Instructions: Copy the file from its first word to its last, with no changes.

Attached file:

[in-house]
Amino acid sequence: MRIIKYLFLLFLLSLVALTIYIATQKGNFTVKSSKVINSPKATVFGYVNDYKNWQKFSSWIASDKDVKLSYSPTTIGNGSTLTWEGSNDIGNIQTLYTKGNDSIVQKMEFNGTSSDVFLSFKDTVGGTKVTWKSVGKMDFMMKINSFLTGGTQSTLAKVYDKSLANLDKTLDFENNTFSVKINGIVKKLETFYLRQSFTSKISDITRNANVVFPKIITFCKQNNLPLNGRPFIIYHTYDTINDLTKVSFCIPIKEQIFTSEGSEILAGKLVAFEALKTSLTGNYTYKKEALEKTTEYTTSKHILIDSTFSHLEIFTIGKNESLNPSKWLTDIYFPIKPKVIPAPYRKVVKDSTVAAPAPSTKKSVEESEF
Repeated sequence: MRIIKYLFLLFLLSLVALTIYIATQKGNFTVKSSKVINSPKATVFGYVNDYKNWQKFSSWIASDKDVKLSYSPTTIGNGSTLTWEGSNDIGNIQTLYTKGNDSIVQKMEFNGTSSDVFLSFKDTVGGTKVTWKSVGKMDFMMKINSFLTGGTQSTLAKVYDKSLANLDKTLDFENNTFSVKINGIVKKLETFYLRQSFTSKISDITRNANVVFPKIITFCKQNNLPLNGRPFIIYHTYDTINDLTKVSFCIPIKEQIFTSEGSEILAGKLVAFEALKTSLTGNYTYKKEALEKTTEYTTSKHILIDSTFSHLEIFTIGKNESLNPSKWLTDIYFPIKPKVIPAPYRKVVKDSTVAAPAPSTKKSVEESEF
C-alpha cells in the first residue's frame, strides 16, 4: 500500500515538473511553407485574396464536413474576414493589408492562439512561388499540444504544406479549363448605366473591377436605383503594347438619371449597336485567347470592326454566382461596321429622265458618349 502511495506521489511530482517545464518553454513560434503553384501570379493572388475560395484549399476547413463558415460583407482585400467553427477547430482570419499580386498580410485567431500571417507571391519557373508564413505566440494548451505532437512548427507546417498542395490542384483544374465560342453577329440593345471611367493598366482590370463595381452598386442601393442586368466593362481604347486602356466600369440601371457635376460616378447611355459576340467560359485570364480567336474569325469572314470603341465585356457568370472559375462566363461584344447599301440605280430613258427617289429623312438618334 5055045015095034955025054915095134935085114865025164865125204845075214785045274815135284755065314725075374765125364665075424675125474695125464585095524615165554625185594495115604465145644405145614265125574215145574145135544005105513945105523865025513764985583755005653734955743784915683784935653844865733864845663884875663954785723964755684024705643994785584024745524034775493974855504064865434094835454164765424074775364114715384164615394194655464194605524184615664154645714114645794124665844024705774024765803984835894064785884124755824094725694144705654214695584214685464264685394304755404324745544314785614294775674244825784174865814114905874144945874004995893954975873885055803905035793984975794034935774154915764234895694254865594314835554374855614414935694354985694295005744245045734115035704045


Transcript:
[in-house]
Amino acid sequence: MRIIKYLFLLFLLSLVALTIYIATQKGNFTVKSSKVINSPKATVFGYVNDYKNWQKFSSWIASDKDVKLSYSPTTIGNGSTLTWEGSNDIGNIQTLYTKGNDSIVQKMEFNGTSSDVFLSFKDTVGGTKVTWKSVGKMDFMMKINSFLTGGTQSTLAKVYDKSLANLDKTLDFENNTFSVKINGIVKKLETFYLRQSFTSKISDITRNANVVFPKIITFCKQNNLPLNGRPFIIYHTYDTINDLTKVSFCIPIKEQIFTSEGSEILAGKLVAFEALKTSLTGNYTYKKEALEKTTEYTTSKHILIDSTFSHLEIFTIGKNESLNPSKWLTDIYFPIKPKVIPAPYRKVVKDSTVAAPAPSTKKSVEESEF
Repeated sequence: MRIIKYLFLLFLLSLVALTIYIATQKGNFTVKSSKVINSPKATVFGYVNDYKNWQKFSSWIASDKDVKLSYSPTTIGNGSTLTWEGSNDIGNIQTLYTKGNDSIVQKMEFNGTSSDVFLSFKDTVGGTKVTWKSVGKMDFMMKINSFLTGGTQSTLAKVYDKSLANLDKTLDFENNTFSVKINGIVKKLETFYLRQSFTSKISDITRNANVVFPKIITFCKQNNLPLNGRPFIIYHTYDTINDLTKVSFCIPIKEQIFTSEGSEILAGKLVAFEALKTSLTGNYTYKKEALEKTTEYTTSKHILIDSTFSHLEIFTIGKNESLNPSKWLTDIYFPIKPKVIPAPYRKVVKDSTVAAPAPSTKKSVEESEF
C-alpha cells in the first residue's frame, strides 16, 4: 500500500515538473511553407485574396464536413474576414493589408492562439512561388499540444504544406479549363448605366473591377436605383503594347438619371449597336485567347470592326454566382461596321429622265458618349 502511495506521489511530482517545464518553454513560434503553384501570379493572388475560395484549399476547413463558415460583407482585400467553427477547430482570419499580386498580410485567431500571417507571391519557373508564413505566440494548451505532437512548427507546417498542395490542384483544374465560342453577329440593345471611367493598366482590370463595381452598386442601393442586368466593362481604347486602356466600369440601371457635376460616378447611355459576340467560359485570364480567336474569325469572314470603341465585356457568370472559375462566363461584344447599301440605280430613258427617289429623312438618334 5055045015095034955025054915095134935085114865025164865125204845075214785045274815135284755065314725075374765125364665075424675125474695125464585095524615165554625185594495115604465145644405145614265125574215145574145135544005105513945105523865025513764985583755005653734955743784915683784935653844865733864845663884875663954785723964755684024705643994785584024745524034775493974855504064865434094835454164765424074775364114715384164615394194655464194605524184615664154645714114645794124665844024705774024765803984835894064785884124755824094725694144705654214695584214685464264685394304755404324745544314785614294775674244825784174865814114905874144945874004995893954975873885055803905035793984975794034935774154915764234895694254865594314835554374855614414935694354985694295005744245045734115035704045